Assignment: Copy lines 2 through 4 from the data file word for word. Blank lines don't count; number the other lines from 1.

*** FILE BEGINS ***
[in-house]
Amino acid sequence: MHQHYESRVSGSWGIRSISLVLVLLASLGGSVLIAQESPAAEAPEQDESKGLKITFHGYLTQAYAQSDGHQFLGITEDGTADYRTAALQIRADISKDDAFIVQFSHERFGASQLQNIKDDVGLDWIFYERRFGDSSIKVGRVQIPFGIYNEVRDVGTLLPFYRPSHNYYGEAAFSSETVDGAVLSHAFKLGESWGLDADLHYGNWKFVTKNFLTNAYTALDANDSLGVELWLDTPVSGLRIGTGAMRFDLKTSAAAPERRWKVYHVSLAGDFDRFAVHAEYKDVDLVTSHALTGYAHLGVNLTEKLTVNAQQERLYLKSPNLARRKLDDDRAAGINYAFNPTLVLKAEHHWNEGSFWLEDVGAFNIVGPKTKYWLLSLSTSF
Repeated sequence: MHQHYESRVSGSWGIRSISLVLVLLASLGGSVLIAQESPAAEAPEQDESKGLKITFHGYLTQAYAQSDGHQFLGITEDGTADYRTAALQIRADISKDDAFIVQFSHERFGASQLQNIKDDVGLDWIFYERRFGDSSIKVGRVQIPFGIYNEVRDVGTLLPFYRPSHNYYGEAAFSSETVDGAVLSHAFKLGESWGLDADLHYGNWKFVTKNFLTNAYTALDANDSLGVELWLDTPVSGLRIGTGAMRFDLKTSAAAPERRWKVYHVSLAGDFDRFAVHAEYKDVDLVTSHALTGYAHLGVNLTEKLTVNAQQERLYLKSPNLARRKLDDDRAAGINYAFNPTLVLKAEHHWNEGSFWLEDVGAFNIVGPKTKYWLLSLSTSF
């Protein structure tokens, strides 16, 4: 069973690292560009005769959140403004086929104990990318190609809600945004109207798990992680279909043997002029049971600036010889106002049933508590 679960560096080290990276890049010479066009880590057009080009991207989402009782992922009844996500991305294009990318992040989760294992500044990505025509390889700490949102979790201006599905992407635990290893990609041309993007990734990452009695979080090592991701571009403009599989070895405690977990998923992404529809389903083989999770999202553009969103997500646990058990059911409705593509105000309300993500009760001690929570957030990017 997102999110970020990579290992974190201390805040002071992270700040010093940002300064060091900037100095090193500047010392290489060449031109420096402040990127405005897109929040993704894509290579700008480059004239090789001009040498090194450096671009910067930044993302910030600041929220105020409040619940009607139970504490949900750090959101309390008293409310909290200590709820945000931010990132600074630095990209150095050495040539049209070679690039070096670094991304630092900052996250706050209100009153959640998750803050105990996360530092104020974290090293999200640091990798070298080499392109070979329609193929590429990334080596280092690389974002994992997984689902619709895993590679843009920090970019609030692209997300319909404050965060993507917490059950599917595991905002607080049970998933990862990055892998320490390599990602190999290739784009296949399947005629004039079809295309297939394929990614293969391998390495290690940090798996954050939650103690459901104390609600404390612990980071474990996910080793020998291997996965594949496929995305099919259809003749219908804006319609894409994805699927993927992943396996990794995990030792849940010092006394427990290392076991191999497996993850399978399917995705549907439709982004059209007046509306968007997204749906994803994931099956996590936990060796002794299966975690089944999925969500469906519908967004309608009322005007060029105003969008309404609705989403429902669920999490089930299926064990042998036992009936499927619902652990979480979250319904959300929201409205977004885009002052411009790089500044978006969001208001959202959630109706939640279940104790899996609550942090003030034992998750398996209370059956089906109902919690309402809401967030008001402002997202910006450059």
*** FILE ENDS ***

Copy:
Amino acid sequence: MHQHYESRVSGSWGIRSISLVLVLLASLGGSVLIAQESPAAEAPEQDESKGLKITFHGYLTQAYAQSDGHQFLGITEDGTADYRTAALQIRADISKDDAFIVQFSHERFGASQLQNIKDDVGLDWIFYERRFGDSSIKVGRVQIPFGIYNEVRDVGTLLPFYRPSHNYYGEAAFSSETVDGAVLSHAFKLGESWGLDADLHYGNWKFVTKNFLTNAYTALDANDSLGVELWLDTPVSGLRIGTGAMRFDLKTSAAAPERRWKVYHVSLAGDFDRFAVHAEYKDVDLVTSHALTGYAHLGVNLTEKLTVNAQQERLYLKSPNLARRKLDDDRAAGINYAFNPTLVLKAEHHWNEGSFWLEDVGAFNIVGPKTKYWLLSLSTSF
Repeated sequence: MHQHYESRVSGSWGIRSISLVLVLLASLGGSVLIAQESPAAEAPEQDESKGLKITFHGYLTQAYAQSDGHQFLGITEDGTADYRTAALQIRADISKDDAFIVQFSHERFGASQLQNIKDDVGLDWIFYERRFGDSSIKVGRVQIPFGIYNEVRDVGTLLPFYRPSHNYYGEAAFSSETVDGAVLSHAFKLGESWGLDADLHYGNWKFVTKNFLTNAYTALDANDSLGVELWLDTPVSGLRIGTGAMRFDLKTSAAAPERRWKVYHVSLAGDFDRFAVHAEYKDVDLVTSHALTGYAHLGVNLTEKLTVNAQQERLYLKSPNLARRKLDDDRAAGINYAFNPTLVLKAEHHWNEGSFWLEDVGAFNIVGPKTKYWLLSLSTSF
């Protein structure tokens, strides 16, 4: 069973690292560009005769959140403004086929104990990318190609809600945004109207798990992680279909043997002029049971600036010889106002049933508590 679960560096080290990276890049010479066009880590057009080009991207989402009782992922009844996500991305294009990318992040989760294992500044990505025509390889700490949102979790201006599905992407635990290893990609041309993007990734990452009695979080090592991701571009403009599989070895405690977990998923992404529809389903083989999770999202553009969103997500646990058990059911409705593509105000309300993500009760001690929570957030990017 997102999110970020990579290992974190201390805040002071992270700040010093940002300064060091900037100095090193500047010392290489060449031109420096402040990127405005897109929040993704894509290579700008480059004239090789001009040498090194450096671009910067930044993302910030600041929220105020409040619940009607139970504490949900750090959101309390008293409310909290200590709820945000931010990132600074630095990209150095050495040539049209070679690039070096670094991304630092900052996250706050209100009153959640998750803050105990996360530092104020974290090293999200640091990798070298080499392109070979329609193929590429990334080596280092690389974002994992997984689902619709895993590679843009920090970019609030692209997300319909404050965060993507917490059950599917595991905002607080049970998933990862990055892998320490390599990602190999290739784009296949399947005629004039079809295309297939394929990614293969391998390495290690940090798996954050939650103690459901104390609600404390612990980071474990996910080793020998291997996965594949496929995305099919259809003749219908804006319609894409994805699927993927992943396996990794995990030792849940010092006394427990290392076991191999497996993850399978399917995705549907439709982004059209007046509306968007997204749906994803994931099956996590936990060796002794299966975690089944999925969500469906519908967004309608009322005007060029105003969008309404609705989403429902669920999490089930299926064990042998036992009936499927619902652990979480979250319904959300929201409205977004885009002052411009790089500044978006969001208001959202959630109706939640279940104790899996609550942090003030034992998750398996209370059956089906109902919690309402809401967030008001402002997202910006450059």